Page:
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Biomass Productivity. Gross primary productivity (GPP) rate at which producers in an ecosystem convert sun into food Net primary productivity (NPP)= GPP - Respiration NPP and populations NPP limits the number of consumers that can live on earth. Differences between GPP and NPP. Sun.

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biomass productivity
Biomass Productivity
  • Gross primary productivity (GPP)rate at which producers in an ecosystem convert sun into food
  • Net primary productivity (NPP)= GPP - Respiration
  • NPP and populationsNPP limits the number of consumers that can live on earth
differences between gpp and npp
Differences between GPP and NPP

Sun

Photosynthesis

Energy lost and

unavailable to

consumers

Respiration

Gross primary

production

Net primary

production

(energy

available to

consumers)

Growth and reproduction

net primary productivity in major life zones and ecosystems
Net Primary Productivity in Major Life Zones and Ecosystems

Terrestrial Ecosystems

Swamps and marshes

Tropical rain forest

Temperate forest

Northern coniferous forest

(taiga)

Savanna

Agricultural land

Woodland and shrubland

Temperate grassland

Tundra (arctic and alpine)

Desert scrub

Extreme desert

Aquatic Ecosystems

Estuaries

Lakes and streams

Continental shelf

Open ocean

800 1,600 2,400 3,200 4,000 4,800 5,600 6,400 7,200 8,000 8,800 9,600

Average net primary productivity (kcal/m2/yr)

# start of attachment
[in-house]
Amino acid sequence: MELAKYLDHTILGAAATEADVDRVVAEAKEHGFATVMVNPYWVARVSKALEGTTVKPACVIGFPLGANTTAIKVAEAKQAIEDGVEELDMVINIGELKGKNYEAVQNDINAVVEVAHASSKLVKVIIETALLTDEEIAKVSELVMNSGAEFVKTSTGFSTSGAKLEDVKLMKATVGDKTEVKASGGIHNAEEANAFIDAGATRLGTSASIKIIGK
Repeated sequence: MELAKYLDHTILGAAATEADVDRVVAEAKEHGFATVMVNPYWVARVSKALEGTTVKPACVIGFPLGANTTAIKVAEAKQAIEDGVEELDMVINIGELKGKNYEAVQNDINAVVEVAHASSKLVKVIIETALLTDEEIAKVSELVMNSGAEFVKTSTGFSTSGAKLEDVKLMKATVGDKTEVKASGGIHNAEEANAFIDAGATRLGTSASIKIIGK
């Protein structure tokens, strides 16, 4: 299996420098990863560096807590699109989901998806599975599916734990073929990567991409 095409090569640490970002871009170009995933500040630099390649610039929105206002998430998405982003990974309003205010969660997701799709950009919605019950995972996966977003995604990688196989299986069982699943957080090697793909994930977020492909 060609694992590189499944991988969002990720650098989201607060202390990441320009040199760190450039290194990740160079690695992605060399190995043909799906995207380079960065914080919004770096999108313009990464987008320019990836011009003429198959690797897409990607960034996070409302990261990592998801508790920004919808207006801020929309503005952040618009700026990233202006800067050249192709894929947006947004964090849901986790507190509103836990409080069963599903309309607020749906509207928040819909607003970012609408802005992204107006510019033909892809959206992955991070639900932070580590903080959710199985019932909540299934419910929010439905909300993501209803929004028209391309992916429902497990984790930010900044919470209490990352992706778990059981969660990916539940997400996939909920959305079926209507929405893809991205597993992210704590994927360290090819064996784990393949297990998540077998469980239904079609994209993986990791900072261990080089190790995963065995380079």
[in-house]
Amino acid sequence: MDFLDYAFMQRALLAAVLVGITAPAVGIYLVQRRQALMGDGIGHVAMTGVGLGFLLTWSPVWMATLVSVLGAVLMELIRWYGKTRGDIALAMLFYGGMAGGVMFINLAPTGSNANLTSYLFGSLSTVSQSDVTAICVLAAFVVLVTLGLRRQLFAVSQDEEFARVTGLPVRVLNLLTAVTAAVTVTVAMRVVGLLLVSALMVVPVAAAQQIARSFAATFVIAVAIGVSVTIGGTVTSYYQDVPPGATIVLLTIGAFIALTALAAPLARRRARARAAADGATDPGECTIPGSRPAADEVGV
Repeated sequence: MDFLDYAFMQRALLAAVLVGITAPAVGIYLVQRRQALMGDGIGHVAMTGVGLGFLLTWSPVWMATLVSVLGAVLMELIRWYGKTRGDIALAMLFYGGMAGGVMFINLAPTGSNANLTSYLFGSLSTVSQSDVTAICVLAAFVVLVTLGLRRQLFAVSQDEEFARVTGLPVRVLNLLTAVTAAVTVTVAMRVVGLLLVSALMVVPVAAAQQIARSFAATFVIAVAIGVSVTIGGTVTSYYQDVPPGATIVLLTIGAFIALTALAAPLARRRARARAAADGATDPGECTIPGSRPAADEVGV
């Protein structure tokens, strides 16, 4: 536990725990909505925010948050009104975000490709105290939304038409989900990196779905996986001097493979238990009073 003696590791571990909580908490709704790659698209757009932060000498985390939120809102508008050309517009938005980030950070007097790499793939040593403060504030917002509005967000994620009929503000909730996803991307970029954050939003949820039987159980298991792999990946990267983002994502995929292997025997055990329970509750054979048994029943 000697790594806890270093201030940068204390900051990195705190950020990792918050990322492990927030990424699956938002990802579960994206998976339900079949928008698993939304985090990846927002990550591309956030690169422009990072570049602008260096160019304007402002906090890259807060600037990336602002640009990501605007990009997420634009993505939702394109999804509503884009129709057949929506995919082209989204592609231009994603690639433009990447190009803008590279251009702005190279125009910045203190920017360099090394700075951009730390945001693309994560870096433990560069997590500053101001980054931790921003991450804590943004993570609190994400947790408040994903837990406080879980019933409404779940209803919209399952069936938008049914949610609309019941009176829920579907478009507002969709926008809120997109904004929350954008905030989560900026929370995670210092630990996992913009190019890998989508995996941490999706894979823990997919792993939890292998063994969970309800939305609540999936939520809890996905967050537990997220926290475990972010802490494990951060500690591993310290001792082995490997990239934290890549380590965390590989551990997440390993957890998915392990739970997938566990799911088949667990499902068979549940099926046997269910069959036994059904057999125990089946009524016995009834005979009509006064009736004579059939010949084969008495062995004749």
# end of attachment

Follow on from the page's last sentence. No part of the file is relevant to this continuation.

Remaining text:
Fig. 3-11, p. 48

matter cycling in ecosystems biogeochemical cycles
Matter Cycling in Ecosystems: Biogeochemical Cycles
  • Nutrient (biogeochemical) cycles
  • Hydrologic (water) cycle
  • Carbon cycle
  • Nitrogen cycle
  • Phosphorus cycle
  • Sulfur cycle
simplified hydrologic water cycle
Simplified Hydrologic (Water) Cycle

Condensation

Rain clouds

Transpiration

Evaporation

Precipitation

to land

Transpiration

from plants

Precipitation

Precipitation

Evaporation

From

ocean

Evaporation

From

ocean

Surface runoff (rapid)

Precipitationto ocean

Rapid

Surface runoff (rapid)

Infiltration and

percolation

Groundwater movement (slow)

Ocean storage

human interventions in the hydrologic cycle
Human Interventions in the Hydrologic Cycle
  • Large withdraw of surface and ground waters
  • Clearing vegetation / wetland destruction -  runoff,  infiltration,  groundwater recharge,  flood risk,  soil erosion & landslides
  • Pollution - addition of nutrients
the carbon cycle marine
The Carbon Cycle (Marine)

Diffusion between

atmosphere and ocean

Combustion of fossil fuels

Carbon dioxide

dissolved in

ocean water

aerobic respiration

photosynthesis

Marine food webs

Producers, consumers,

decomposers, detritivores

incorporation into sediments

uplifting over geologic time

death, sedimentation

sedimentation

Marine sediments, including

formations with fossil fuels

the carbon cycle terrestrial
The Carbon Cycle (Terrestrial)

Atmosphere

(most carbon is in carbon dioxide)

Combustion

of fossil

fuels

volcanic action

combustion of wood (for clearing land; or fuel)

aerobic respiration

photosynthesis

Terrestrial

rocks

deforestaion

Land food webs